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We need a new way of measuring what a ‘good’ T20 innings is

Yas Rana by Yas Rana
@Yas_Wisden 2 minute read

Yas Rana argues that ‘rate ratio’ could be a metric to help make it easier to evaluate a T20 innings in a transparent way.

By June this year, professional T20 cricket will be old enough to buy a drink.

In the 18 years since the format’s birth, T20 cricket has prompted a rapid evolution in the skillset possessed by the average professional cricketer as well as making a profound difference to the game’s economics.

Bowlers have a more varied set of deliveries at their disposal than ever before, batters can routinely access areas on the field previously deemed high-risk and fielders now make the extraordinary look mundane.

But despite the format’s continued evolution, the headline metrics and language used to described individual performances has by and large remained the same.

Take the final T20I between India and England as an example. On commentary, Michael Atherton described Dawid Malan’s 46-ball 68 as a “very good innings”. On social media, the innings was portrayed in some quarters as an emphatic rebuttal of previous criticisms focused on his slow starts.

An innings of 68 in a high-pressure run chase against a side as good as India is commendable, but the descriptions of it were influenced, and restricted, by the metrics that are readily available to us.

On TV, we can most obviously see how many runs a batsman has scored. The entire history of cricket – pre-T20 – conditions us to automatically regard any 50-plus innings as a “very good” one.

We’re also given a batsman’s strike-rate. Strike-rates have long been used to measure how quickly a batter scores their runs in limited overs cricket. Even for an experienced cricket fan, translating an innings’ strike-rate into an understanding of the efficacy of said innings is not straightforward. We know a strike-rate of above 140 is generally pretty good, but it’s hard to quickly quantify how useful a strike-rate it is in relation to a match situation.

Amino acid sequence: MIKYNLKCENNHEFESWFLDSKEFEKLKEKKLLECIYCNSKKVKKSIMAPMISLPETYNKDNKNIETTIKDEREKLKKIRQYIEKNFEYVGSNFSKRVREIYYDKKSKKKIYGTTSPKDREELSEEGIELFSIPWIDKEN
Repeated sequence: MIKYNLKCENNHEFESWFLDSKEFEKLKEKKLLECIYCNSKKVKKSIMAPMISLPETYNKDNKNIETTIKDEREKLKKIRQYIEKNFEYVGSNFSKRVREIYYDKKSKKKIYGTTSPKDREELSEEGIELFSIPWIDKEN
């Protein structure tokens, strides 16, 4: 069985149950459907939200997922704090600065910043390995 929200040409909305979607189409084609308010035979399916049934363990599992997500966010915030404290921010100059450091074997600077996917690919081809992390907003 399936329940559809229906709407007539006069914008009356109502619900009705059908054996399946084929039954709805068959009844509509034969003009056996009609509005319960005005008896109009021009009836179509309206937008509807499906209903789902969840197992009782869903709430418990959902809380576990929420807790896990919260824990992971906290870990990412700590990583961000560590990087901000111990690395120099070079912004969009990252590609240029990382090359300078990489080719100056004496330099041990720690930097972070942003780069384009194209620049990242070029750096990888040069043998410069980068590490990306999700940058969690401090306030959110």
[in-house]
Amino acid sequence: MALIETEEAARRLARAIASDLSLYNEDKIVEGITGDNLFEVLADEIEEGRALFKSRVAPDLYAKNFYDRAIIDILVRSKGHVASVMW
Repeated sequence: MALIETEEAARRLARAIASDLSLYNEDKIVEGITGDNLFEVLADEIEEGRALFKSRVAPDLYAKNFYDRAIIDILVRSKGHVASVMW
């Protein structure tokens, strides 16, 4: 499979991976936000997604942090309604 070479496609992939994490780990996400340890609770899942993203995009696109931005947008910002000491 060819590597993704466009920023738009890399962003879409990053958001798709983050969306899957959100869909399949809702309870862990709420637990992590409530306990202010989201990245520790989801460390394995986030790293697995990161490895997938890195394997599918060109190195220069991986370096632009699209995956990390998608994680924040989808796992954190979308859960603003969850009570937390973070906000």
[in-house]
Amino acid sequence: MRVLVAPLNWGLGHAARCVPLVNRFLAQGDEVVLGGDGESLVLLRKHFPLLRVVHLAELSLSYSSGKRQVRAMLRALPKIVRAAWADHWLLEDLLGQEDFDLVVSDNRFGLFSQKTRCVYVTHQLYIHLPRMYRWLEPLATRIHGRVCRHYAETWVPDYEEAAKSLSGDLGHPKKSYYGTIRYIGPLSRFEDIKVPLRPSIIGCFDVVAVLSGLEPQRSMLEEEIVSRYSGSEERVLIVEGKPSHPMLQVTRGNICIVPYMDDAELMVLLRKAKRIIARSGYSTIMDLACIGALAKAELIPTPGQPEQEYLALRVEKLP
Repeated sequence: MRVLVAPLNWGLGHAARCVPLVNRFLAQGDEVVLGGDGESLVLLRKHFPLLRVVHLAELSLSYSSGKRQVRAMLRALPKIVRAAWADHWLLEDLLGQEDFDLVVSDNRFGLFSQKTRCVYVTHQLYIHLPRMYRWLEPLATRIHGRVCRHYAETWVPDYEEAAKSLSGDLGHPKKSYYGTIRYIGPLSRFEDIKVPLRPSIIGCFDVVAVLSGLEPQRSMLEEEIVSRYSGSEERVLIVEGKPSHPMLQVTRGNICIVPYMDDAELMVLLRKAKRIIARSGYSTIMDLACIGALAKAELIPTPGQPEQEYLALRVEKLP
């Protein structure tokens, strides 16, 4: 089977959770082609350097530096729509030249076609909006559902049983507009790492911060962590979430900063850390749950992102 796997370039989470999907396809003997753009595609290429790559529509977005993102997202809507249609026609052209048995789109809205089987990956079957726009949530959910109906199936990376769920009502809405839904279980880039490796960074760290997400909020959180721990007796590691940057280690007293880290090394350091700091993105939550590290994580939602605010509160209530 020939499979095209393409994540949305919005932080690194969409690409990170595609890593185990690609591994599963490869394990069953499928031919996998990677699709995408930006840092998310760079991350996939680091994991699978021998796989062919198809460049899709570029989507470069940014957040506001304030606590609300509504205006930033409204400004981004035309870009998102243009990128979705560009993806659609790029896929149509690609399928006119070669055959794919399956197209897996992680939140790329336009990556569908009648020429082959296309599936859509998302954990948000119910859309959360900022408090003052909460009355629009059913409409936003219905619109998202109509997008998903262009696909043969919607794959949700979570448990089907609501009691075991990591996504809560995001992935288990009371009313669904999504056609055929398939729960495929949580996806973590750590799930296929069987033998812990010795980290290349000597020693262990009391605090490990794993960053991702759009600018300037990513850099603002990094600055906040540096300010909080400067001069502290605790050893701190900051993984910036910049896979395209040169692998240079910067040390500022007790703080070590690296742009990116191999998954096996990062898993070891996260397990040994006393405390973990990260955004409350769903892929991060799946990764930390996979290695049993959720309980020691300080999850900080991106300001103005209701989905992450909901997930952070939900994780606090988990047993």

CricViz’s Match Impact metric is an excellent attempt at quantifying just how useful individual performances are in the context of a specific match. In that fifth T20I, Malan was given a rating of +5, one of only two English batsmen to receive a positive rating despite England finishing on 188 from their 20 overs. Jos Buttler, who scored a 34-ball 52, was given a neutral batting impact rating. For comparison, Rohit Sharma’s 34-ball 64 garnered a rating of +16 while Hardik Pandya’s 17-ball 37* was given a rating of +7. Virat Kohli’s unbeaten 80 off 52 balls was given a rating of -2.

As seen by some of the reaction to Expected Goals’ increased usage in mainstream footballing punditry, there is, unfortunately, a certain hesitancy and scepticism among a significant proportion of spectators around statistical modelling in sports analysis, however simply it’s laid out.

In a sport where numbers are so fundamental to how it’s understood, there are surely other straightforward ways to quantify the impact of a performance that can be easily consumed by the masses.

In run chases, something like a side-by-side analysis of the percentage of balls used up by a batsman and the percentage of the target’s runs scored, could simply illustrate how useful an innings has been. For example, in England’s fifth T20I defeat, Buttler scored 23.1 per cent of the runs England required to win and used up 28.3 per cent of England’s deliveries. A simple ‘23.1/28.3’ next to Buttler’s score on the scorecard would give an easily digestible piece of context for the spectator. If you divide the first number by the second, you would get a figure of 0.82. The higher the number, the more effective the innings.

This ‘Rate Ratio’ would help fans and pundits alike to better and more accurately describe an innings’ impact in simple terms. Performances like Ben Stokes’ 23-ball 46 in the fourth T20 would come out well with this metric, and give the audience a better understanding of it. In that knock, Stokes used up 19.16 per cent of England’s deliveries to score 24.7 per cent of their required runs; Stokes’ innings would get a Rate Ratio of 1.29, far higher than Buttler’s 52 in the following game.

It’s not by any means a perfect metric. For example, finishers are likely to generate higher Rate Ratios than anchors but over time, the metric would allow you to easily compare players in the same role as each other over long periods.

Something like the Rate Ratio wouldn’t be much more complicated to understand for viewers than strike rates and economy rates, and it would enhance the understanding of a format that still relies on antiquated metrics best suited for the game’s older, more established formats. It’s not a perfect metric, but it’s more informative than what’s currently on offer.

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